But unlike 'film' upscaling it later (think about valuable family memories, and able to zoom into someone) would be really hard, if required:
Can You Enhance This.... Post #3.


Serena Steuart wrote on 11/20/2013, 6:37 PM
Interesting that we romanticize the technologies we knew when growing up. I grew up with film (before we had TV) and have been waiting for video to match that standard. Now we're getting there. To me SD renders skin tones very badly, so people look as if they're wearing heavy pancake makeup screened by nets. This isn't a characteristic of portrait painters, from Ben Quilty to Rembrandt. High quality source material can be processed as you desire. If you see artifacts in your HD then look to your post work flow.
farss wrote on 11/20/2013, 6:37 PM
Artefacts != art.

john_dennis wrote on 11/20/2013, 6:49 PM
Actually, I'm in a New York state of mind, myself.

I don't miss most of what I experienced of SD. I do remember renting a group of movies on Blu-ray one time and being surprised to find one of them was actually on DVD. I was so captivated by the story and the beauty of the production, I forgot to think of the format. It's unlikely anyone will ever experience the same with any of my work, however.

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riredale wrote on 11/20/2013, 6:50 PM
Vegas best suited to DV? Hardly.

I do nothing but HD with Vegas and it behaves just fine. And from what I've read here recently, V12 seems to be a pretty good release for those who had been having issues.

As for the artfulness of SD versus HD, that's akin to saying one prefers charcoal to watercolor or oils in their wall hangings. It's just different. That said, one thing I like about HD on my TV at home is that now I can read all the fine print about Viagra or Cialis side effects.
Tech Diver wrote on 11/20/2013, 6:54 PM
Perhaps what the pro-SD folks are objecting to is the "artificial look" that is often the result of in-camera sharpening, not the resolution itself. I have found that the default sharpening level in many (most?) cameras is exceedingly high. I like to shoot video that looks like film and as such, I have totally turned off the in-camera image sharpening. To me, the results are a vast improvement and If I ever have a situation where I need it, I do it in post.

farss wrote on 11/20/2013, 7:33 PM
[I]"I have found that the default sharpening level in many (most?) cameras is exceedingly high."[/I]

That can certainly be a problem. Still SD video had a lot of sharpening applied as well.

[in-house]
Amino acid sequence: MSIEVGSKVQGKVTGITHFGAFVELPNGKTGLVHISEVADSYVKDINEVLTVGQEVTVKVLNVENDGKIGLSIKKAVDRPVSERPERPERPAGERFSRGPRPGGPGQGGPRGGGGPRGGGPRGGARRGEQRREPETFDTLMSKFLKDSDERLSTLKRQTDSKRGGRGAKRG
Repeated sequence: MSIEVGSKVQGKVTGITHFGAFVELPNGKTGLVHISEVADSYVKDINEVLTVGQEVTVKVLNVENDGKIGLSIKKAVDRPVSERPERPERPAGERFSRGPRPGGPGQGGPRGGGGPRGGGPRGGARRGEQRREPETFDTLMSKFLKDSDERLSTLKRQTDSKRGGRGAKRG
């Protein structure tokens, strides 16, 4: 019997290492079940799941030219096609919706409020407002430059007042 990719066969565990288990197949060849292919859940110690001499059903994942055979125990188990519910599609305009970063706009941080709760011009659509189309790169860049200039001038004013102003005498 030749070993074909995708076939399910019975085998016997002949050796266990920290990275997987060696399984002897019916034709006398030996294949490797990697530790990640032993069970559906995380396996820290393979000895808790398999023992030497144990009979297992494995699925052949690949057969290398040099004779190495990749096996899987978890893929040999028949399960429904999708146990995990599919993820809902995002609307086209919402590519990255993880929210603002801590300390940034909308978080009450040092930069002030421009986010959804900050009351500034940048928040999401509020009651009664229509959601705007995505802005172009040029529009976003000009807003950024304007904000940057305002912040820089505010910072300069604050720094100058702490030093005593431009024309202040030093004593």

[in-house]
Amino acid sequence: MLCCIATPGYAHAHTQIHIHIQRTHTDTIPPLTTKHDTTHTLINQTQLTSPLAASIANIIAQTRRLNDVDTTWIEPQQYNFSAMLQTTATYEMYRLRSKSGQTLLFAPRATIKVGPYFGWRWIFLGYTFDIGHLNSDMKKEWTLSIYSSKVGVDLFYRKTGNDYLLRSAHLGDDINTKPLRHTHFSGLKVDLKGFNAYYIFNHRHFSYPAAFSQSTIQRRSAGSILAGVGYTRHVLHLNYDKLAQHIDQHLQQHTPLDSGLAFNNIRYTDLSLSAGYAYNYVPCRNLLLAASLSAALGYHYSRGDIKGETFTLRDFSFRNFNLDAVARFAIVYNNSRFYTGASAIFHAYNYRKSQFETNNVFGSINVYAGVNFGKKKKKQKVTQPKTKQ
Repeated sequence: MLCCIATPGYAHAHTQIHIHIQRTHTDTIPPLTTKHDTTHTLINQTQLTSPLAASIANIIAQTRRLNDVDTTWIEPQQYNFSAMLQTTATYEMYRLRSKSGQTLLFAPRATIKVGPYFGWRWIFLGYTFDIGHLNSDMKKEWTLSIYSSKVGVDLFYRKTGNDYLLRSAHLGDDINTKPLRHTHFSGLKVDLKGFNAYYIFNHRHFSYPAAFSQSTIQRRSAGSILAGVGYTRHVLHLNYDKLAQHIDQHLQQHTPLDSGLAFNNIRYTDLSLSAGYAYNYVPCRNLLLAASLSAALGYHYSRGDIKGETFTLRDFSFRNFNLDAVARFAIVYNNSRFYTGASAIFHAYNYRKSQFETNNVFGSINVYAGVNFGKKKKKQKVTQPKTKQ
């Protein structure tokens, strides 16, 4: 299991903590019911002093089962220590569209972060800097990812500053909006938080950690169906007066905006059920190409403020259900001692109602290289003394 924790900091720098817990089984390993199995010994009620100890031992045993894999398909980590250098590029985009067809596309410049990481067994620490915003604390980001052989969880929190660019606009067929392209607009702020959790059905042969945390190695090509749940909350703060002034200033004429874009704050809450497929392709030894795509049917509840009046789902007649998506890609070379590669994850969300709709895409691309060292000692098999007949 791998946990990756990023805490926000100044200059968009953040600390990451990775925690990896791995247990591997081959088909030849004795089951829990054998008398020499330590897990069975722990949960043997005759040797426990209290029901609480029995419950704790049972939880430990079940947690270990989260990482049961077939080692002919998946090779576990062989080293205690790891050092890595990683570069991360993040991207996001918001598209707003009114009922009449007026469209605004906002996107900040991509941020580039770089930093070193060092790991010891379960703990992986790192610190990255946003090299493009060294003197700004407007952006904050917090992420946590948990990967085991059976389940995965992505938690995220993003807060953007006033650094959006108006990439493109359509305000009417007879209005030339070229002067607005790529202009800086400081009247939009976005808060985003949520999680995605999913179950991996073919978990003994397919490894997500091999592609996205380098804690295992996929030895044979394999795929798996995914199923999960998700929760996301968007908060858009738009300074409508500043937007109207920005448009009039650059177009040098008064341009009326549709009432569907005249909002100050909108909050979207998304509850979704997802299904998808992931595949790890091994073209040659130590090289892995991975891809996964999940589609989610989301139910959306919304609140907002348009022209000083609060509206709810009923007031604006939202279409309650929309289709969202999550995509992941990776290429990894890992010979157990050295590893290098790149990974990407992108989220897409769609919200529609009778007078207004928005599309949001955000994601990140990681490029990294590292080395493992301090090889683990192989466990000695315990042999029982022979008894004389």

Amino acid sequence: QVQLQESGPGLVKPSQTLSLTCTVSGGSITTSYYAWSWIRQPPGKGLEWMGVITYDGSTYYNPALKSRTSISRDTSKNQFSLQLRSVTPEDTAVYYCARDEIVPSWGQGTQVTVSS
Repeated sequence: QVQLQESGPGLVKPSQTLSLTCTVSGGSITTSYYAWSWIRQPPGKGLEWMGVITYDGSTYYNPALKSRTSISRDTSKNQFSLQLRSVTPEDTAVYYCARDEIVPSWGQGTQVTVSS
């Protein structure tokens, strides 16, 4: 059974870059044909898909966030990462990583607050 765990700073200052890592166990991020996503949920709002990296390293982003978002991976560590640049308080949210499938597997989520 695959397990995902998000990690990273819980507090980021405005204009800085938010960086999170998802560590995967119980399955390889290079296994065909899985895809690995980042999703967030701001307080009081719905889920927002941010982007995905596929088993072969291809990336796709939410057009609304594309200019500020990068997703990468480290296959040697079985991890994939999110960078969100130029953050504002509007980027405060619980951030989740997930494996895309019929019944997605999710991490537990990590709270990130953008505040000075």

To my mind the more interesting issue is that for most of us we shot SD in 4:3 and we shoot HD in 16:9. We can then deliver it as 16:9 HD or SD.

The trend to wider screen formats continues too, I see a lot of the younger generation shooting Scope and with anamorphic lenses as well. I'm not convinced of the value of the lens flares that produces but meh, I'll leave that to the artists.

Kimberly wrote on 11/20/2013, 8:02 PM
I rather feel the same way about 3D versus HD. It's hard enough to capture stunning underwater footage in HD, never mind 3D! (Okay I did watch "3D Meerkats" on my new Samsung for about 15 minutes and it was pretty cool.)

As another Forum user has already mentioned, if I'm engaged, I don't notice if a TV Program is SD or HD. Case in point: I'm working my way through the X-files on Netflix. Love every episode, SD or HD.

I've seen loads and loads of rubbish from HD cameras and some really beautiful stuff from SD cameras. It's the same reason I've seen "The Wonderful Wizard of Oz" more times than I can remember:

[I]It's not the wand, it's the magician who wields it. [/I]


Kimberly wrote on 11/20/2013, 8:10 PM
Oh PS. I remember reading an article about the original Star Trek production wherein people had such bad skin, the film crew had to put panty hose over the camera to diffuse how nasty everyone's skin looked.

This summer, before I got the glorious new Samsung HDTV, I watched "The Great and Powerful Oz" at Costco on one of their HDTVs. The thing I remember most is how cheap the costumes looked and how many pimples were on each character's face. Yuck. More "K" is not always a good thing.